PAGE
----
How Common Are Elbow Fractures?

Reviewed on 1/6/2023
A man visits the doctor for a fractured elbow
A broken elbow is a common injury that accounts for about 10% of all childhood fractures.

Elbow fractures (broken elbows) are common injuries in adults and children. About 10% of all childhood fractures are elbow fractures. 

There are different types of elbow fractures. 

  • Olecranon fracture
    • The olecranon is the bony tip of the elbow and part of one of the forearm bones between the elbow and wrist on the pinky finger side of the forearm (the ulna) 
    • One of the most common types of elbow fractures
  • Radial head and neck fractures
    • The radius is one of the forearm bones between the elbow and wrist on the thumb side of the forearm
    • Radial fractures commonly occur when the hands are used to break a fall as well as when the elbow becomes dislocated
  • Distal humerus fracture
    • The distal humerus connects the elbow to the shoulder joint and meets the radius and ulna to make up the upper part of the elbow joint
    • These are uncommon types of elbow fractures 

What Are Symptoms of Elbow Fractures?

Symptoms of a fractured elbow (broken elbow) may include: 

  • Pain
  • Elbow swelling
  • Elbow instability
  • Elbow deformity 
  • Elbow bruising that may extend up the arm
  • Tenderness, redness, or warmth of the elbow area
  • The sensation of tightness in the area of the elbow or forearm
  • Difficulty moving the elbow through its complete range of motion 
    • Inability to completely straighten the arm
    • Inability to touch the shoulder with the fingertips
    • Inability to rotate the hand so the palm faces the ceiling or floor
  • Numbness or decreased sensation of the forearm, hand, or fingers 
  • An open wound on the elbow after a traumatic injury 

What Causes Elbow Fractures?

Elbow fractures (broken elbows) are caused by many types of injuries such as: 

  • Trauma
    • Falls
      • Falling directly on the elbow
      • Falling on an outstretched arm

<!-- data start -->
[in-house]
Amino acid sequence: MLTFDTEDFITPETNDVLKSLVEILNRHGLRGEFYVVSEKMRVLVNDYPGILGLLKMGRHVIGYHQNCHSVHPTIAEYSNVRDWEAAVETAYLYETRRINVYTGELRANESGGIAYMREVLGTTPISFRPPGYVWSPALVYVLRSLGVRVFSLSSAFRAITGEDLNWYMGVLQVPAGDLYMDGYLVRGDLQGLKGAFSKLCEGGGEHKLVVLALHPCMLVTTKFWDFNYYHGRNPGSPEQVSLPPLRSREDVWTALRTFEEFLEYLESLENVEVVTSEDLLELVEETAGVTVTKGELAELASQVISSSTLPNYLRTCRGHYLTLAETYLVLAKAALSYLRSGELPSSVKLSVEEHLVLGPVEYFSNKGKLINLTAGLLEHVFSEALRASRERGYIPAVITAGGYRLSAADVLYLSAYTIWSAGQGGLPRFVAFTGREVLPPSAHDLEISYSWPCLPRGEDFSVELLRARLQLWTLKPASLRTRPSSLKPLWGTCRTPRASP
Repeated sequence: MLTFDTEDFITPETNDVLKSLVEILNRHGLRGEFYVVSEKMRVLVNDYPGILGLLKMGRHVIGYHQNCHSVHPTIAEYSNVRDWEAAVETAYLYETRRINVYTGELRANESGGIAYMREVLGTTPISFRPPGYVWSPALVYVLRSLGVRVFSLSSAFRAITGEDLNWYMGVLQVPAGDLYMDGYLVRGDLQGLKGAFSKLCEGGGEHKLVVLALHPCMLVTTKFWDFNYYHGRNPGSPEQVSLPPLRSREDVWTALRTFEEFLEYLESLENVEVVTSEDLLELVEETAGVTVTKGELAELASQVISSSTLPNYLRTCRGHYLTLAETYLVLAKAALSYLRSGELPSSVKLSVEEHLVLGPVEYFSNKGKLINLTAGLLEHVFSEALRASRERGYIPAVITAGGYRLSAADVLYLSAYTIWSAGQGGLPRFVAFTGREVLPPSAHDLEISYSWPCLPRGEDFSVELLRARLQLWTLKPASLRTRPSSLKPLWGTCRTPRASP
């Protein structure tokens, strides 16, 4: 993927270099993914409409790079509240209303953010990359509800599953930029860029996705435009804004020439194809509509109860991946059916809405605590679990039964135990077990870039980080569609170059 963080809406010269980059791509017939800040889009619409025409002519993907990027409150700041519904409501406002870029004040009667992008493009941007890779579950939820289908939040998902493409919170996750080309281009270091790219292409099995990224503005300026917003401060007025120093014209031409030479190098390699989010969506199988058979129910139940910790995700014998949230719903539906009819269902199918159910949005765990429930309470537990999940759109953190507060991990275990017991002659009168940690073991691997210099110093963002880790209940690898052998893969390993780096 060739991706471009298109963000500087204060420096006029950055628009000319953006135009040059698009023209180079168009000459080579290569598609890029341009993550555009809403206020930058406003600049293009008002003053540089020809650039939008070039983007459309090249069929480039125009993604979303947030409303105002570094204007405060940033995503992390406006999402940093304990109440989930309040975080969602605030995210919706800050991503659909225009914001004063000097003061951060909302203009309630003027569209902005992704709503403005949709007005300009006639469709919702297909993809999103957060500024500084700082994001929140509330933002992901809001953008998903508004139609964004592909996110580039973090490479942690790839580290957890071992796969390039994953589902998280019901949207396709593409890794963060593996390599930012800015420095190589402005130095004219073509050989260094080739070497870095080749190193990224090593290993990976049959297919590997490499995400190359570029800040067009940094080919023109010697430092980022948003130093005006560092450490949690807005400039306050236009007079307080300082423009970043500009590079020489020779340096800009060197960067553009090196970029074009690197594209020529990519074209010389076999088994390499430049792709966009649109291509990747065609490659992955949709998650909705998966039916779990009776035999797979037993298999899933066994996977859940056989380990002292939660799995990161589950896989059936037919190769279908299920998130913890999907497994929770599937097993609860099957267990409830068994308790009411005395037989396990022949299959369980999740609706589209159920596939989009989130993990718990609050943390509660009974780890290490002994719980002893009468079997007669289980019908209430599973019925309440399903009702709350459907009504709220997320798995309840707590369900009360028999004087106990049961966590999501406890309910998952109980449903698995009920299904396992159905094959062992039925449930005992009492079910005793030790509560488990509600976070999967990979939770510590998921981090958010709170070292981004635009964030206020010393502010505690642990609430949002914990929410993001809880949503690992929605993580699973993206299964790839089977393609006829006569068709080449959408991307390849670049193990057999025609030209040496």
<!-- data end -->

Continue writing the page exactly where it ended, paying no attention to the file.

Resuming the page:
• Motor vehicle collision
  • Overuse injuries
    • Often occurs with sports
  • Other direct injury to the wrist, hand, or shoulder can also affect the elbow

How Are Elbow Fractures Diagnosed?

Elbow fractures (broken elbows) are diagnosed with a patient history and physical examination of the arm. 

Imaging tests used to confirm an elbow fracture and to diagnose the location and extent of the injury include: 

What Is the Treatment for Elbow Fractures?

Elbow fractures (broken elbows) require medical care and treatment depends on the type of injury and its severity. 

Treatment for an elbow fracture may include: 

  • The RICE method: 
    • Rest: avoid use of the injured arm
    • Ice: to decrease pain, swelling, and redness
      • If an injury is iced immediately, it may prevent some inflammation
      • Use an ice pack or ice wrapped in a towel
      • Apply crushed ice for 15 to 20 minutes at a time, several times daily
    • Compression: to prevent inflammation
      • Use elastic wraps such as Ace bandages
      • Do not wrap too tightly
    • Elevation: propped up the affected arm to help reduce fluid buildup in the injured tissue
      • Try to raise the arm above the level of the heart
  • Splints, slings, or casts to immobilize the elbow
  • Medications for pain
  • Surgery

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Reviewed on 1/6/2023
Image source: iStock Images,of%20place%2C%20may%20require%20surgery.